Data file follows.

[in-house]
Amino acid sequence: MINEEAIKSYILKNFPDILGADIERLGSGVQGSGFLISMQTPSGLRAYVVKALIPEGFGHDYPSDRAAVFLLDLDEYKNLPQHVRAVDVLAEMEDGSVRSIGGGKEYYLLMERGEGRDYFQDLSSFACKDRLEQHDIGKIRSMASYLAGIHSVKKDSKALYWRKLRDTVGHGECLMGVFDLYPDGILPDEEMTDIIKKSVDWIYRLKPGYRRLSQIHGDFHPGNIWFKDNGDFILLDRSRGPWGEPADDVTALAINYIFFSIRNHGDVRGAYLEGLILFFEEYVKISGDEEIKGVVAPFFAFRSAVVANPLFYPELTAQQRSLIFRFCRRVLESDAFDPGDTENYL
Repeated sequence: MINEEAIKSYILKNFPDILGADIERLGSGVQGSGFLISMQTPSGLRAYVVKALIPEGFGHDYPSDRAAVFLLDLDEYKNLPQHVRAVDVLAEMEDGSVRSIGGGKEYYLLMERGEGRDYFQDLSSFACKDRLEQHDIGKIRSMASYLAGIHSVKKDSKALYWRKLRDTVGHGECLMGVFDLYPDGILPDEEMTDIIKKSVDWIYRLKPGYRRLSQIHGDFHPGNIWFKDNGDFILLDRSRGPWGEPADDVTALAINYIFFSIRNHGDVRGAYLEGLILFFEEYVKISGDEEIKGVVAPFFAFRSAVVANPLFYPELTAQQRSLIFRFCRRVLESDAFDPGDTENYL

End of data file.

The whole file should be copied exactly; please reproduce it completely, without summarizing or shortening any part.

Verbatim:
[in-house]
Amino acid sequence: MINEEAIKSYILKNFPDILGADIERLGSGVQGSGFLISMQTPSGLRAYVVKALIPEGFGHDYPSDRAAVFLLDLDEYKNLPQHVRAVDVLAEMEDGSVRSIGGGKEYYLLMERGEGRDYFQDLSSFACKDRLEQHDIGKIRSMASYLAGIHSVKKDSKALYWRKLRDTVGHGECLMGVFDLYPDGILPDEEMTDIIKKSVDWIYRLKPGYRRLSQIHGDFHPGNIWFKDNGDFILLDRSRGPWGEPADDVTALAINYIFFSIRNHGDVRGAYLEGLILFFEEYVKISGDEEIKGVVAPFFAFRSAVVANPLFYPELTAQQRSLIFRFCRRVLESDAFDPGDTENYL
Repeated sequence: MINEEAIKSYILKNFPDILGADIERLGSGVQGSGFLISMQTPSGLRAYVVKALIPEGFGHDYPSDRAAVFLLDLDEYKNLPQHVRAVDVLAEMEDGSVRSIGGGKEYYLLMERGEGRDYFQDLSSFACKDRLEQHDIGKIRSMASYLAGIHSVKKDSKALYWRKLRDTVGHGECLMGVFDLYPDGILPDEEMTDIIKKSVDWIYRLKPGYRRLSQIHGDFHPGNIWFKDNGDFILLDRSRGPWGEPADDVTALAINYIFFSIRNHGDVRGAYLEGLILFFEEYVKISGDEEIKGVVAPFFAFRSAVVANPLFYPELTAQQRSLIFRFCRRVLESDAFDPGDTENYL